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Crew members on year-long mock Mars mission finally released from Hawaiian habitat

Crew members on year-long mock Mars mission finally released from Hawaiian habitat

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HI-SEAS/C. Heinicke

Six "crew members" have returned to normal life after spending a full year doing a simulated Mars mission in Hawaii. For the project, the crew had to live as if they were living in a real Martian habitat, enduring all of the challenges that come with residing on another planet. That entailed living in isolation on Hawaii’s Mauna Loa volcano, where the crew had limited communication with friends and family — and they couldn’t go outside without a spacesuit on.

The volunteers were part of the fourth mission for HI-SEAS

The volunteers were part of the fourth mission for HI-SEAS, or the Hawaii Space Exploration Analog and Simulation, conducted by the University of Hawaii. A NASA-funded project, HI-SEAS challenges people to live for long periods of time in a Mars-like habitat here on Earth. The goal is to better understand the physical and psychological challenges of living with a small group of people for so long, as well as the difficulties of being cut off from loved ones.

This most recent mission began on August 29th, 2015, when the six-member crew entered the HI-SEAS habitat. A two-story dome, the habitat is located at an elevation of 8,000 feet on the slope of Mauna Loa. Its 993 square-foot ground floor includes a kitchen, a lab, bathroom supplies, and areas to exercise and relax. The upper floor, which is just 424 square feet, holds all six bedrooms and another half-bathroom. Attached to the dome is an additional workshop, converted from a sleep container.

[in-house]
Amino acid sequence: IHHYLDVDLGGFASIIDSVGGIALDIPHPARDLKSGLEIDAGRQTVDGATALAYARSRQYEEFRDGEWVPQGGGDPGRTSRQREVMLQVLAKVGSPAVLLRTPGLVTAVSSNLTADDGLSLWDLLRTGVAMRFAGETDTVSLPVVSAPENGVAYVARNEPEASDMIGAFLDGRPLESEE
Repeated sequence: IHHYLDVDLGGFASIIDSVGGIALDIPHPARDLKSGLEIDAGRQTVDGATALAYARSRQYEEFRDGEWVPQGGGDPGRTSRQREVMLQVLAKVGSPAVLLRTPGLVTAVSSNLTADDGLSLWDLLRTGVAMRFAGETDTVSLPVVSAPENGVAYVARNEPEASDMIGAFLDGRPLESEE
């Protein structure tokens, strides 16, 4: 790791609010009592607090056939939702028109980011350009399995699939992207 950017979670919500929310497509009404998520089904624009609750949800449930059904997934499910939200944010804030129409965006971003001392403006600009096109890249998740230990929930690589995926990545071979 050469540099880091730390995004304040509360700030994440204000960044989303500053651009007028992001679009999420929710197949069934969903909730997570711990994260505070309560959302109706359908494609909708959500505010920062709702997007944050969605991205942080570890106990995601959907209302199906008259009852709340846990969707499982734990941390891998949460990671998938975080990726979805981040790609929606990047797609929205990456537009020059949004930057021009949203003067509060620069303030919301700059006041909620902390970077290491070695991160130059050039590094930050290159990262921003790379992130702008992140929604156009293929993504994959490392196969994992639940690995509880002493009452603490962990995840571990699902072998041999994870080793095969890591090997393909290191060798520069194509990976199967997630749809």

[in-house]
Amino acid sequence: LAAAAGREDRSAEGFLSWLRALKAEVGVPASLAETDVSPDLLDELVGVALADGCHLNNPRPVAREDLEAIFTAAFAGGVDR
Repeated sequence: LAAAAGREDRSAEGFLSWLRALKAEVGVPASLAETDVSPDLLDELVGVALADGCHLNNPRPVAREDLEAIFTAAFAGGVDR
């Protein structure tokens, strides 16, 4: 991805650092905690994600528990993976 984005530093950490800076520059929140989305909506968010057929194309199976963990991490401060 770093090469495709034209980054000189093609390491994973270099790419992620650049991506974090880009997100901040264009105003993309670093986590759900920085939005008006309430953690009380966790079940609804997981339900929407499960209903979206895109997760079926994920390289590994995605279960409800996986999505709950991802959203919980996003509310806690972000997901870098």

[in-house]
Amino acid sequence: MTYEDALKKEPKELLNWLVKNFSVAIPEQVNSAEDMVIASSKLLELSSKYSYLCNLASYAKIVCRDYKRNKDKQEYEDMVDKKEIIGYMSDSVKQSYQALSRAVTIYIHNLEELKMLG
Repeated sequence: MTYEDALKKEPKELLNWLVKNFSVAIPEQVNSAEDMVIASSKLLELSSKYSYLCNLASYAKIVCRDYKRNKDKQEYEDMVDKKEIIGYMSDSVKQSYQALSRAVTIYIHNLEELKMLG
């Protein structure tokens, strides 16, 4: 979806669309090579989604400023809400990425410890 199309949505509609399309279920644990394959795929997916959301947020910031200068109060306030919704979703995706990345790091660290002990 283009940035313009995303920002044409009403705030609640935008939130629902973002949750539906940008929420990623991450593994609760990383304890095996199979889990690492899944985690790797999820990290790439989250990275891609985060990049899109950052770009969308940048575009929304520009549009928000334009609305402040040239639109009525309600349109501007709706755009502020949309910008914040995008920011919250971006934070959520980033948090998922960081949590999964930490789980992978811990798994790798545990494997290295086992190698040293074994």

The HI-SEAS kitchen. (HI-SEAS/Sian)

During their time inside the habitat, the crew members kept the outside world updated on their exploits. And the past year wasn’t exactly smooth sailing for the HI-SEAS team. Apparently, there was a malfunction with the bathroom, forcing the crew to take baths with buckets for a couple weeks, according to NBC News. And most of the crew agreed that a year within the habitat became extremely monotonous. "More than anything it’s just kind of keeping yourself from getting bored and dealing with cabin fever," said crew member Tristan Bassingthwaighte during an interview on Periscope. Multiple people on the team suggested future HI-SEAS crew members bring lots of books.

The team finally left the habitat — sans spacesuits — on Sunday around 3PM ET. Their experiment marked the longest HI-SEAS mission that’s been conducted so far. The first two missions lasted around four months each, while the third mission was eight months in length.

Now that this latest mission is over, HI-SEAS is ready to go again. The initiative is already recruiting members to participate in the next two missions, which will last both last for eight months each. Mission A will last from January through September of 2017, while Mission B will last for the same months in 2018. Check out the HI-SEAS recruitment solicitation to see if you have what it takes.